I met three generations of Ms. Geneva's family when I visited the restaurant. It's truly family-owned and operated, with Ms. Geneva herself still in the kitchen every day.
If you aren't a friend of fried chicken, don't worry: the collard greens, green beans, gumbo, mac n' cheese, or fried shrimp can win you over.
The Original Crab Shack (!!!)*
The new love of my life for, I think, quite obvious reasons if you look at the photo.
They are technically out of the Savannah city limits and a 30-40 minute drive out to Tybee Island.
Between the almost-absurd portion sizes of the ‘Captain Crab's Sampler Platter' and the Tybee Trashcan drink I ordered, this was the best meal I'd had in a long time.
Sadly, not Black-owned—but I still dream about those snow crab legs to this day!
Back in the Day Bakery
This is one eaterie that is more often than not found with a line down the street—and for good reason.
Back in the Day Bakery is a Black co-owned restaurant by Ms. Cheryl Day who cooks up some delicious and unique pastries and baked meals like biscuits and gravy, cinnamon biscuit buns, cream-cheese pepper-jelly biscuits, and my favorite…
Can you say ‘strawberry-lavender jam on homemade blueberry biscuits’?
Black-owned hotels and bed and breakfasts' in Savannah, Georgia… Pending
Believe me, I was just as shocked as you to find that there are no Black-owned hotels in Savannah, Georgia.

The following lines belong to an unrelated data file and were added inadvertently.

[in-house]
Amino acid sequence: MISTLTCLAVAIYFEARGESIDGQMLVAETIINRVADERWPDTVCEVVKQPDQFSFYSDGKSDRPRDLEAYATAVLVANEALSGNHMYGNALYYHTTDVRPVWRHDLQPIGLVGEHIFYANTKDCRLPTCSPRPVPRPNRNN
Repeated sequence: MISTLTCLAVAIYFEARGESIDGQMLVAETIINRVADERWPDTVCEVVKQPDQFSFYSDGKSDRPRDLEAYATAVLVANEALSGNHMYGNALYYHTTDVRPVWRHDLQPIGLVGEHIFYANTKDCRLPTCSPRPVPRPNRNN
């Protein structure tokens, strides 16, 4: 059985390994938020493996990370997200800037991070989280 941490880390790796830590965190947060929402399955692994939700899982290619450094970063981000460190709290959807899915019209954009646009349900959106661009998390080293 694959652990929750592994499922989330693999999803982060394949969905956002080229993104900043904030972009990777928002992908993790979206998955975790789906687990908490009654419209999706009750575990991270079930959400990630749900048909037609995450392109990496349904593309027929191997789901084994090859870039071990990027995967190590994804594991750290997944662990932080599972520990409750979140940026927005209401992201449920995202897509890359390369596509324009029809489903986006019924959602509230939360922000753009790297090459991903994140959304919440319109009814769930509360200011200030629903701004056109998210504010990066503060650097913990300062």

I did my due diligence on Google before reaching out to my friend who works for Savannah's tourism board to double-check, which they confirmed.
This is a huge opportunity space! I hope that a black hotelier set up shop in Savannah Georgia as soon as possible.
Perry Lane Hotel*
I stayed at the Perry Lane Hotel and had a more than exquisite stay. Like, the beds held me, hostage, every morning with how comfortable they were, and you can't beat the location being less than 5 minutes walking distance to most public Savannah squares.
The Drayton Hotel*
The Drayton Hotel is freshly remodeled and the rooms are beautiful!
It's located in the heart of the Historic District*, and features an extremely colorful, bright bar area, a restaurant, and an unmatched rooftop experience with views of City Hall, Savannah River, and the surrounding cityscape.
And if staying in the Historic District inspires you to dive deeper into some history, you should definitely hop on a trolley tour of Savannah* for the most fun way to learn about this rich destination.
💡 For affordable accommodations in Savannah look for short-term rentals just outside of Downtown. However, in central Downtown and in the Historic District, rentals are often not much cheaper than the local hotels. In that case, opt to support small businesses and look forward to experiencing true Southern hospitality.
Black-owned tour operators: Black history in Savannah
Footprint Through History Walking Tour
The Footprint Through History Walking Tour is less of a walking tour and more of a journey.
As Ms. Vaughnette Goode-Walker will tell you, “This is not a Black history tour. This is an American history tour.”
She will take you through all aspects of Savannah and Southern history, from Native American interaction with settlers to the times of slavery to Southern economics, the Civil War, technological revolutions, and all things in between.
Come to this tour prepared to listen, but more importantly, to feel the history in Savannah.